The democratic case for Brexit has no legitimacy without electoral reform of the UK parliament to ensure it accurately represents the British people, something this appalling minority Tory government clearly fails to do.

Power should rest not with Parliament, but with the British people. That means not only respecting the outcome of the EU referendum, but also ensuring that Parliament properly represents the electorate in direct proportion to citizens' political opinions. True Democracy depends upon proportional representation (PR).

I cannot agree with the Tory Brexiteer who said that the British people fought in two world wars to uphold the supremacy of the House of Commons. They fought for democracy, which was why the most reforming British government in the 20th century immediately followed World War 2.

The time is right for a new reforming Government, elected by PR and using the limitless possibilities given by Brexit to truly reflect the hopes and aspirations of the British people.

Tuesday, 21 November 2017

The Green and Economically Successful Solution to the UK Trade Deficit

It is one of the great ironies of this world that the most successful capitalist country of recent times is the communist controlled Peoples' Republic of China. The reason for this is not difficult to see. As Irwin Stelzer said in the Sunday Times (19/11/17), "subsidised Chinese Companies have an immense competitive advantage".

As Jeremy Clarkson was so fond of telling us, China has been making knock off copies of European cars for years. How many people realise that the new MG cars now being sold are made by a Chinese company in China? If a foreign company wants to sell cars in China, they must manufacture them there with a Chinese partner, or pay a 25% duty on imported cars.

And yet China has been a member of the World Trade Organisation since 2001, so presumably what it does is within WTO rules?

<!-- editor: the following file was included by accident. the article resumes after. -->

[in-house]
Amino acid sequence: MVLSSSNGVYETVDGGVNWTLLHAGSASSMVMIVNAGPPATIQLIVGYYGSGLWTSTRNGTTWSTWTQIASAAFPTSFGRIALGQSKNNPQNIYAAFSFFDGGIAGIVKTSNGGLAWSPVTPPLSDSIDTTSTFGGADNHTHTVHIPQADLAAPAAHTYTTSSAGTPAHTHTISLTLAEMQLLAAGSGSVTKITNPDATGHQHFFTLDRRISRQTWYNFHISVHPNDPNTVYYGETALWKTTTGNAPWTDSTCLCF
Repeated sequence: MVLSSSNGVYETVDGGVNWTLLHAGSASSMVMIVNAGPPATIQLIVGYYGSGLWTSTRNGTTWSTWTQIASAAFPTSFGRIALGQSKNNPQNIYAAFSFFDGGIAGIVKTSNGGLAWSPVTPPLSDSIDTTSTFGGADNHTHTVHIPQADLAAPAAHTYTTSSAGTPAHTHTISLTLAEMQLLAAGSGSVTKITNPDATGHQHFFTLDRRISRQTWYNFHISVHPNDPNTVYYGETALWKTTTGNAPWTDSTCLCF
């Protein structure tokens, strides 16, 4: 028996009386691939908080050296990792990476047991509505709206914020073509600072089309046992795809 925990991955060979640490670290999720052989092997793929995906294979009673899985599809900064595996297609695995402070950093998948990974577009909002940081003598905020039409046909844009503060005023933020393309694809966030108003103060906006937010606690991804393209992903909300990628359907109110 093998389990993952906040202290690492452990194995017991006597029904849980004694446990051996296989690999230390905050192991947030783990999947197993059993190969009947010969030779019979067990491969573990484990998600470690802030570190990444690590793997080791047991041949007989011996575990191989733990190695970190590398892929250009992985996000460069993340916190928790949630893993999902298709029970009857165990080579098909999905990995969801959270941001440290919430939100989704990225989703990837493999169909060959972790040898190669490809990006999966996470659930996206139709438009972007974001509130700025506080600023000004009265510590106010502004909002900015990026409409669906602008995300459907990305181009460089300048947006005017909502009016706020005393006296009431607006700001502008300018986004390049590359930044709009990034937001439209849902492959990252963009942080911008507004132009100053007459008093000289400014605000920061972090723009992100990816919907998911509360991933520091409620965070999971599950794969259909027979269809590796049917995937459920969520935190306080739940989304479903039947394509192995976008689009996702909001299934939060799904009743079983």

It is one of the great mysteries to me that the UK does not do the same thing. A 25% import duty on cars would reduce the number of imports and encourage manufacturers to make the cars in the UK. With all parties committed to facilitate the switch from petrol and diesel to electric cars, now seems an ideal time to introduce the measure and ensure the new factories are built in the UK to service our 60 million+ consumers.

Of course, such a tariff is contrary to EU rules, which are designed to help the multi-national companies to source their goods from low wage economies. With 30,000 lobbyists in Brussels, the multi-nationals have ensured that their economic growth is enshrined in EU law. But the UK has voted to leave the EU, which brings forth a multitude of opportunities to have much greener policies. And there is nothing greener than reducing the number of vehicles and the miles they have to travel to get to the customer.

Thursday, 12 October 2017

LIFE AFTER BREXIT - AN ALTERNATIVE TO MOLLY SCOTT CATO MEP's TALE OF DESPAIR

The Sunday of the recent Green Party conference witnessed a further resurgence of "Project Fear" now being resurrected by EU vested interests. In this case it was a speech by Green MEP Molly Scott Cato, who outlined a dystopian future for the UK after Brexit without providing a shred of evidence for her predictions.